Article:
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Thirteen questions to ask about Seabed Mining
1. Do we need minerals from the seabed to meet them demand for renewable battery technologies? No. There is more than sufficient material on land for over 200 years and with improvements in recycling and battery technologies, we will need less extraction from mines.
2. Are there human rights and environmental challenges with current mining practices? The current mining challenges should be addressed through better mining strategies, not digging up pristine and undiscovered parts of the planet. There are new discoveries of materials for renewable batteries (such as cobalt) in many other regions of the world that are far safer to extract. KoBold Metals, backed by Bill Gates, and other companies (https://www.koboldmetals.com/) have identified these other sources.
3. Is it true that the deep ocean is just a barren desert? No. The seabed is full of life and is one of the largest carbon sinks on the planet. Churning up the seabed could cause untold harm by its carbon release and by creating deadly plumes that can travel for thousands of miles in slow-moving deep water currents. We are only just discovering species in these environments and do not yet understand the full implications of what commercial-scale seabed mining will do to them.
4. Mining companies claim to be using best practice environmental assessments. Is this true? Name one sector where industry self regulation has succeeded. The mining companies are not using the latest environmental impact tools such as eDNA, which can track the presence of different species' DNA from seawater and seabed sediment, even if invisible to humans. The seabed mining companies are fearful they may find many undiscovered species, and a resulting pushback to killing them, so they are reverting to older techniques for environmental monitoring based on visual observation.
5. Why is there a rush toward seabed mining? Pure greed. There is an ISA election in July 2020 for the new head of the ISA. The current head, British lawyer Michael Lodge, is trying to push this legislation through before his current term ends. There is no economic rationale for starting in 2020.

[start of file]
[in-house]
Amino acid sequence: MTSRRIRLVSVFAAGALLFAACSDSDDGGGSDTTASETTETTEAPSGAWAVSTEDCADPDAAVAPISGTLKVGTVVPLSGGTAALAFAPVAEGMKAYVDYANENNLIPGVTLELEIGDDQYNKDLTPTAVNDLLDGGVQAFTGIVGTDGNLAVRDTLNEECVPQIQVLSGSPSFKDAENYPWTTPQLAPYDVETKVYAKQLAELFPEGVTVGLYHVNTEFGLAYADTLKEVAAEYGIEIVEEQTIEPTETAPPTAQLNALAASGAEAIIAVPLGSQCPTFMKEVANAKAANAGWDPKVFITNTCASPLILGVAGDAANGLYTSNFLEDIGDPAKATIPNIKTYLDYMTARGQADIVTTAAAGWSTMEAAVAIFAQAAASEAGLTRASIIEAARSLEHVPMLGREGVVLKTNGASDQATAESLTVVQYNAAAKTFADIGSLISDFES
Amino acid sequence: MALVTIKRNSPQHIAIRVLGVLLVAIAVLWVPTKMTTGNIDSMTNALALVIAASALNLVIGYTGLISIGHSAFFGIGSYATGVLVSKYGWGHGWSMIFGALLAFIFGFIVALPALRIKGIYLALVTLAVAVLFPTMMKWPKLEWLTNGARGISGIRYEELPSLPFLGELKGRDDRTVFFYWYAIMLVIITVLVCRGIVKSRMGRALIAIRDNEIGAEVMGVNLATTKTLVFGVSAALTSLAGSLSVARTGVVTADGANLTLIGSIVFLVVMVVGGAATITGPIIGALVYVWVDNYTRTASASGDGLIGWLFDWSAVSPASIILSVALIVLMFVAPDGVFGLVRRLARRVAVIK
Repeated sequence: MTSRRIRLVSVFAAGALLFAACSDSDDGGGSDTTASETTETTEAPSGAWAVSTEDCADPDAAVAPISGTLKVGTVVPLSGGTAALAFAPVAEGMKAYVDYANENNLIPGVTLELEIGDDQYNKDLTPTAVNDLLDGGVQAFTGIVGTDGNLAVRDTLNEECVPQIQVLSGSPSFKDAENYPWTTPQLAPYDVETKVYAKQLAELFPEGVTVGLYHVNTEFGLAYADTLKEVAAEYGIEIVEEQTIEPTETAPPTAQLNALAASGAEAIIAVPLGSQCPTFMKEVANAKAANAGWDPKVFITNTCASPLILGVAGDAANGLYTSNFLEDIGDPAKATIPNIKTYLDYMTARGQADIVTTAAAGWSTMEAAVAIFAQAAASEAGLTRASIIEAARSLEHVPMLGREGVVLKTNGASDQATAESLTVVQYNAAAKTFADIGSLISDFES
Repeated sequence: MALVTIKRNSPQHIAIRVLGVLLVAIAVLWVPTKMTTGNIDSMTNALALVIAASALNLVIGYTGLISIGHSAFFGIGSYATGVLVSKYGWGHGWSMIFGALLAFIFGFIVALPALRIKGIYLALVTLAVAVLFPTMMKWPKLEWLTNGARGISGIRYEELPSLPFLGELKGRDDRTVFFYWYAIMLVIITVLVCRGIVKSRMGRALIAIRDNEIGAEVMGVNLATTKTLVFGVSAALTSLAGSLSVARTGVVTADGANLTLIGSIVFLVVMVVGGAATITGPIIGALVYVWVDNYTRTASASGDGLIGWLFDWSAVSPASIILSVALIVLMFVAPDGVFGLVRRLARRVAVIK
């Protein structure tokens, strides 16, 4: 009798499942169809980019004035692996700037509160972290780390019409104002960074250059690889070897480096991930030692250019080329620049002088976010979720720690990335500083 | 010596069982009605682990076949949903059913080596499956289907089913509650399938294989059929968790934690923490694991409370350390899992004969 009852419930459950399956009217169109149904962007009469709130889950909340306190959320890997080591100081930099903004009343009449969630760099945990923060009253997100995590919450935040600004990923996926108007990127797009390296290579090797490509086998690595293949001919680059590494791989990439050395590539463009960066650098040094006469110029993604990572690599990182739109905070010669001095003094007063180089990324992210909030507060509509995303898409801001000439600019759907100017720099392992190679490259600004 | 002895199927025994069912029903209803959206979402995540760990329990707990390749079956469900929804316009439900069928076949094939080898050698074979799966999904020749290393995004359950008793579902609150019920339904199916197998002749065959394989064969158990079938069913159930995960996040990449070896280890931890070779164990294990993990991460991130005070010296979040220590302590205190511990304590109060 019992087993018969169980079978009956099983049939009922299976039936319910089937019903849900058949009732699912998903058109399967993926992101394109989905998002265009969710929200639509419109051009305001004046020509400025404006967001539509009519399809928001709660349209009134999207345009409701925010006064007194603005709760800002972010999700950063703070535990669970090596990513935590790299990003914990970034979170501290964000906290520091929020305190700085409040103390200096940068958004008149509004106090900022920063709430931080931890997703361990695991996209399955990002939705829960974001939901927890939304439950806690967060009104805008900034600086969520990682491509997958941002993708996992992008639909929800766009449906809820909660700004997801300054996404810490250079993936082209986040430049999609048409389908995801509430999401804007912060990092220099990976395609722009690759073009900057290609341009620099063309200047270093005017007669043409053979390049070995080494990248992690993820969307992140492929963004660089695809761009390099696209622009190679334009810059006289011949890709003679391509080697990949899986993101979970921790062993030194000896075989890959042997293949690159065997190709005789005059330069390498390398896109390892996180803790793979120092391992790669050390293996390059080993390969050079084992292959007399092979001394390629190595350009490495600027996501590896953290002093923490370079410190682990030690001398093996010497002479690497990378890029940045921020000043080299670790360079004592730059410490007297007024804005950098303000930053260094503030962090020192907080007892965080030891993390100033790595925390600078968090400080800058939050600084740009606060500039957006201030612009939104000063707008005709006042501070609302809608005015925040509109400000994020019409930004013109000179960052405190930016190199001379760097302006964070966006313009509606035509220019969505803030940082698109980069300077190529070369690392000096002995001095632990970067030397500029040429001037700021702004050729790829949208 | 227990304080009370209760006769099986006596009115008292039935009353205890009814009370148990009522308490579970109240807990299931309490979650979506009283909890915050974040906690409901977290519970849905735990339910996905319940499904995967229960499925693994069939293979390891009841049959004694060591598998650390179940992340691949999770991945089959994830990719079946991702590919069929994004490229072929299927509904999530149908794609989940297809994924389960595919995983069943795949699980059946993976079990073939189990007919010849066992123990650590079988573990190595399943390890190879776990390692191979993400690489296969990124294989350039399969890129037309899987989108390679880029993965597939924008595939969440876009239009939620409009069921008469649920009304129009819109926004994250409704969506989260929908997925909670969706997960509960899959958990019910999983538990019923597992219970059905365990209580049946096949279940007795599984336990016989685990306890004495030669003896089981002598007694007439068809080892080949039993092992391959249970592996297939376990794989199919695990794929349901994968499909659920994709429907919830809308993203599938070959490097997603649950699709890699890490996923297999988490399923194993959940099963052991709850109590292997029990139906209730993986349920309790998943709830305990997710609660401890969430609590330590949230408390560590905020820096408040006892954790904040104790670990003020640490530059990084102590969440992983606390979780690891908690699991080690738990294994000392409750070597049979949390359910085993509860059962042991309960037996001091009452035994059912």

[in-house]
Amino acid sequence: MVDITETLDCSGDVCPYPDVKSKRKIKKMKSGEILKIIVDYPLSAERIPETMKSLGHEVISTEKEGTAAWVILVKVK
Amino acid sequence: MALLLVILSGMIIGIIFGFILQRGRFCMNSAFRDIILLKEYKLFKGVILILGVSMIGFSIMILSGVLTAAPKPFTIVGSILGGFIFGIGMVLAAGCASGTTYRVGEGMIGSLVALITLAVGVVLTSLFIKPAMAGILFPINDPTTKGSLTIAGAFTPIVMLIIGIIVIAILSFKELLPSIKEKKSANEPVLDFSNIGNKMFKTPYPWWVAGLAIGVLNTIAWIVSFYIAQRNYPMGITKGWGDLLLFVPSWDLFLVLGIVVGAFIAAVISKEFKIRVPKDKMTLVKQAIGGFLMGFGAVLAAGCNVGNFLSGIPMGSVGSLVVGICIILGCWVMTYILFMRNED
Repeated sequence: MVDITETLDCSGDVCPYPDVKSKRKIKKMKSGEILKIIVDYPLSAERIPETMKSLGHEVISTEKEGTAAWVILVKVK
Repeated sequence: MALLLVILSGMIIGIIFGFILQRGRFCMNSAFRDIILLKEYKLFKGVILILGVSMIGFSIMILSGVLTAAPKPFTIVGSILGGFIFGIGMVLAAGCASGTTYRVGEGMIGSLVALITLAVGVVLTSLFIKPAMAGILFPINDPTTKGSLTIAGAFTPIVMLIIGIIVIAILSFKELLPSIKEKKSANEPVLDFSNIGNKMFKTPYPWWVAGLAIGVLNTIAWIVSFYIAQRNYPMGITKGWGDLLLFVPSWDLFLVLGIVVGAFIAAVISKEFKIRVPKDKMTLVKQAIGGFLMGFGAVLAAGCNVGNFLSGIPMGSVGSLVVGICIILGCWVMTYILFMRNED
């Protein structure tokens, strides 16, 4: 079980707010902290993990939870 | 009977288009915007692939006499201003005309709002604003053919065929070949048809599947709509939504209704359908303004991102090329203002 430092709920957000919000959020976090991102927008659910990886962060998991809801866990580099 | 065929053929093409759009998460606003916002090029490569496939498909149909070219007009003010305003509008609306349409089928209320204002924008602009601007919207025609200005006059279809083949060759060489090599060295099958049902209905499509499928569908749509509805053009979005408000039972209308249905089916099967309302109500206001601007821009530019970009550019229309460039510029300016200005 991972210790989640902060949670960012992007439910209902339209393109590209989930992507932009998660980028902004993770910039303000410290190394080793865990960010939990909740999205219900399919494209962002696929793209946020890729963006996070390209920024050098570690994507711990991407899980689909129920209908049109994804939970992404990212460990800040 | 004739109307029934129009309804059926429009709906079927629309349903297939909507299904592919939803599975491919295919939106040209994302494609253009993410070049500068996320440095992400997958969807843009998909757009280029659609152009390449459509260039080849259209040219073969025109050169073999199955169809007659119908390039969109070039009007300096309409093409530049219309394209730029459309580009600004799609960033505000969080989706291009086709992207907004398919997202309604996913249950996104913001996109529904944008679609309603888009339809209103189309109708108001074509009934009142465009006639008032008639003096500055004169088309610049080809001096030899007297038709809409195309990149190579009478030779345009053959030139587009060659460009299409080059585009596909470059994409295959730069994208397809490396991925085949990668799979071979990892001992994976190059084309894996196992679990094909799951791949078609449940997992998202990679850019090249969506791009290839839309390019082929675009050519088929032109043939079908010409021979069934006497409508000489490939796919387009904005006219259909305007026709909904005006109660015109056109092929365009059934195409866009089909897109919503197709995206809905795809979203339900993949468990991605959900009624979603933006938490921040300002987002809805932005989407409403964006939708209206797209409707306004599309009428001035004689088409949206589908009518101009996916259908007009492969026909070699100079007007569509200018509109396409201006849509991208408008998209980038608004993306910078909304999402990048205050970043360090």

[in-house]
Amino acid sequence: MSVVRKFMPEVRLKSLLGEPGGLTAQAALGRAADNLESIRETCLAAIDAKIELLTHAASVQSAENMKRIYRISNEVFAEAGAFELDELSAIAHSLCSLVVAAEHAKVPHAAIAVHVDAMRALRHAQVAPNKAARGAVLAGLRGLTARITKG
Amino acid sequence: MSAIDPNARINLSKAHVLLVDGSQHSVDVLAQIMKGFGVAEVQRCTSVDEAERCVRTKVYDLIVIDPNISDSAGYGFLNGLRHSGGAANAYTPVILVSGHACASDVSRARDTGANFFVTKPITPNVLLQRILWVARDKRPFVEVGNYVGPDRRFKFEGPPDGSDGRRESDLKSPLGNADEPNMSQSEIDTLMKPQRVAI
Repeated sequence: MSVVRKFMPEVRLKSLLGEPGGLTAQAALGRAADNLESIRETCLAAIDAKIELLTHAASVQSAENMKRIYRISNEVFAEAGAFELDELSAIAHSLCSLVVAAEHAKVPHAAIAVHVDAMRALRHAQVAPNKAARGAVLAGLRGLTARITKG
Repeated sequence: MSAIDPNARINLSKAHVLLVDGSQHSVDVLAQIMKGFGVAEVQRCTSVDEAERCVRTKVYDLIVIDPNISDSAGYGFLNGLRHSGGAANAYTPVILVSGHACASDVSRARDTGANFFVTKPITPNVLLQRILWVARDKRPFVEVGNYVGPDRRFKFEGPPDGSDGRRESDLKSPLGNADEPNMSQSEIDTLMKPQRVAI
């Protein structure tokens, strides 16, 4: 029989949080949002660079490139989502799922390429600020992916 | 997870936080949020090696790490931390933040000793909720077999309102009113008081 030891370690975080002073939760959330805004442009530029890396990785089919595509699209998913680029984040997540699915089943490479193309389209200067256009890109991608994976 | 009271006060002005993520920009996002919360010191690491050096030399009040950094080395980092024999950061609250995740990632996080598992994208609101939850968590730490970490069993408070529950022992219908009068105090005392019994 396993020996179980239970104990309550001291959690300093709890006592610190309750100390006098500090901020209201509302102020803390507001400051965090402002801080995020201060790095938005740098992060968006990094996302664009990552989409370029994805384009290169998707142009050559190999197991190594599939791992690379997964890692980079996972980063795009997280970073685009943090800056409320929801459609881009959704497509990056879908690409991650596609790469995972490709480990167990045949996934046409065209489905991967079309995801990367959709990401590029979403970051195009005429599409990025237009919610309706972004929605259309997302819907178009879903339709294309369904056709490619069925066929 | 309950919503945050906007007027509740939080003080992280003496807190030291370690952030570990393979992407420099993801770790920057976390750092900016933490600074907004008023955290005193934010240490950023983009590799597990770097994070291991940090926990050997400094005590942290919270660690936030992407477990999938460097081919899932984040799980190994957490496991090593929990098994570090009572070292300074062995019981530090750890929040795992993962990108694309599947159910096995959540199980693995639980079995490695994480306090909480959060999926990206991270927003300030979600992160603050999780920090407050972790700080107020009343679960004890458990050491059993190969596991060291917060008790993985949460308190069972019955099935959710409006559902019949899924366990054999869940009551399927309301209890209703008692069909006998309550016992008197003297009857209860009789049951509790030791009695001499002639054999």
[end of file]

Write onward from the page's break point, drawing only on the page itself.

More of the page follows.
6. Wouldn't it be prudent to set seabed mining laws after the new environmental laws are passed in 2020? Yes. 2020 is supposed to be the biggest year for the planet, with major international environmental treaties on protecting 30% of our planet for biodiversity on land, biodiversity in the High Seas, and on building resilience against climate change.
7. Is there a precedent for moratoriums among countries when setting international ocean policy? Yes. When pristine environments are untouched by humans, such as areas in the Arctic Ocean or in Antarctica, there is a need to study the impact of human involvement in these pristine environments before any use. For this reason, in 2017, a 16 year moratorium on fishing in the Arctic Ocean was signed by the nine Arctic Council countries that included China, Russia and the US.
8. How many countries actually vote regularly at the ISA meetings that are held twice a year in Jamaica? Given the geograpic location of Jamaica, most poorer nations are unable to send Ambassadors and they are not allowed to vote remotely. Hence, approximately 40 - mainly pro-mining - countries usually control the voting outcomes and this minority is pushing for pro-mining legislation, as they would be the few that could prosper.
9. Have all sovereignty disputes of the ISA been resolved? No. There are several countries in dispute over their maritime territorial boundaries (Extended Continental Shelf) and the ISA is already allocating mining licences in disputed areas, such as with Mauritius in the Indian Ocean. South Korea has been allocated mining licences within Mauritius’ Extended Continental Shelf claimed territory.
10. Why is the ISA allowing industry to determine which vents should be protected, rather than determining this via a strong scientific and environmental body? Humans only discovered life around hydrothermal vents (essentially, underwater volcanoes) in the late 1970s. We still do not fully understand all the complex lifeforms in these environments, yet all the hydrothermal vents along the Atlantic Ocean and Indian Ocean are under consideration for mining.
11. Does the ISA Commercial Mining Code meet international best practices? The World Bank has an EITI (Extractive Industries Transparency Initiative) that calls for payment transparency to ensure no corruption exists in mining. The ISA legislation does not incorporate such EITI standards. This is a big deal in mining.
12. What royalties have been set by the ISA? Royalties are usually set to ensure that some of the profits of mining can return to restore habitat or be shared with other stakeholders. Typically, royalties on land for these sorts of minerals are around 15% of sales. If the ISA's regime is below this level, it is essentially subsidizing seabed mining when compared to mining on land.
13. Have all the mining companies stuck to their obligations under the ISA regulations? No. There are laws governing the amount of exploration a company should do if holding a license. This is very strictly enforced around the world to assess competence. Most of the companies holding these licenses have not met these obligations, yet the ISA continues to hold their exploration contracts as valid.